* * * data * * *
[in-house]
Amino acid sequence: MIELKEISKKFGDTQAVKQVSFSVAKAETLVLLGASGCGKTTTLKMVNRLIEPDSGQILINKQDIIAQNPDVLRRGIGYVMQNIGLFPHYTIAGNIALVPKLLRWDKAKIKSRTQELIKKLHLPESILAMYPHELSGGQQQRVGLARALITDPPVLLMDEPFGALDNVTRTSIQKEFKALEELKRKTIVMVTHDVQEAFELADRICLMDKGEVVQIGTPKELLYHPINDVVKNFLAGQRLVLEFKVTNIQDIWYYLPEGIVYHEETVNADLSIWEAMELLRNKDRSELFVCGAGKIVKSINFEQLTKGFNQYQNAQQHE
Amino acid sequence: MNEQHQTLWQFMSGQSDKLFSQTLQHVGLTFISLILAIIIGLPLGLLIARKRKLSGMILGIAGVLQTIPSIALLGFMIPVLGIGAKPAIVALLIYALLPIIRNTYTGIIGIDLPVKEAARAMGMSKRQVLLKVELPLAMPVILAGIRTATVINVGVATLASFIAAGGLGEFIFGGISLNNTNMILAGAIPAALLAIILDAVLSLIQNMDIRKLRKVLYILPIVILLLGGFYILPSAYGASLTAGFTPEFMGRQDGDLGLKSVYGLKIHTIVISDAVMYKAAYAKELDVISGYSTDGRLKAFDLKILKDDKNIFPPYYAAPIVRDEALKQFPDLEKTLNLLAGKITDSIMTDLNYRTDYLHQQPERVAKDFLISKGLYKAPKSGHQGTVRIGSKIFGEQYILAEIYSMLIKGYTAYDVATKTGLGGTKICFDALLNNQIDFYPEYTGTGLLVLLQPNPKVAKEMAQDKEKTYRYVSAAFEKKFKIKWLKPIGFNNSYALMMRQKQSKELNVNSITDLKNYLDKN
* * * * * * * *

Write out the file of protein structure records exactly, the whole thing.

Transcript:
[in-house]
Amino acid sequence: MIELKEISKKFGDTQAVKQVSFSVAKAETLVLLGASGCGKTTTLKMVNRLIEPDSGQILINKQDIIAQNPDVLRRGIGYVMQNIGLFPHYTIAGNIALVPKLLRWDKAKIKSRTQELIKKLHLPESILAMYPHELSGGQQQRVGLARALITDPPVLLMDEPFGALDNVTRTSIQKEFKALEELKRKTIVMVTHDVQEAFELADRICLMDKGEVVQIGTPKELLYHPINDVVKNFLAGQRLVLEFKVTNIQDIWYYLPEGIVYHEETVNADLSIWEAMELLRNKDRSELFVCGAGKIVKSINFEQLTKGFNQYQNAQQHE
Amino acid sequence: MNEQHQTLWQFMSGQSDKLFSQTLQHVGLTFISLILAIIIGLPLGLLIARKRKLSGMILGIAGVLQTIPSIALLGFMIPVLGIGAKPAIVALLIYALLPIIRNTYTGIIGIDLPVKEAARAMGMSKRQVLLKVELPLAMPVILAGIRTATVINVGVATLASFIAAGGLGEFIFGGISLNNTNMILAGAIPAALLAIILDAVLSLIQNMDIRKLRKVLYILPIVILLLGGFYILPSAYGASLTAGFTPEFMGRQDGDLGLKSVYGLKIHTIVISDAVMYKAAYAKELDVISGYSTDGRLKAFDLKILKDDKNIFPPYYAAPIVRDEALKQFPDLEKTLNLLAGKITDSIMTDLNYRTDYLHQQPERVAKDFLISKGLYKAPKSGHQGTVRIGSKIFGEQYILAEIYSMLIKGYTAYDVATKTGLGGTKICFDALLNNQIDFYPEYTGTGLLVLLQPNPKVAKEMAQDKEKTYRYVSAAFEKKFKIKWLKPIGFNNSYALMMRQKQSKELNVNSITDLKNYLDKN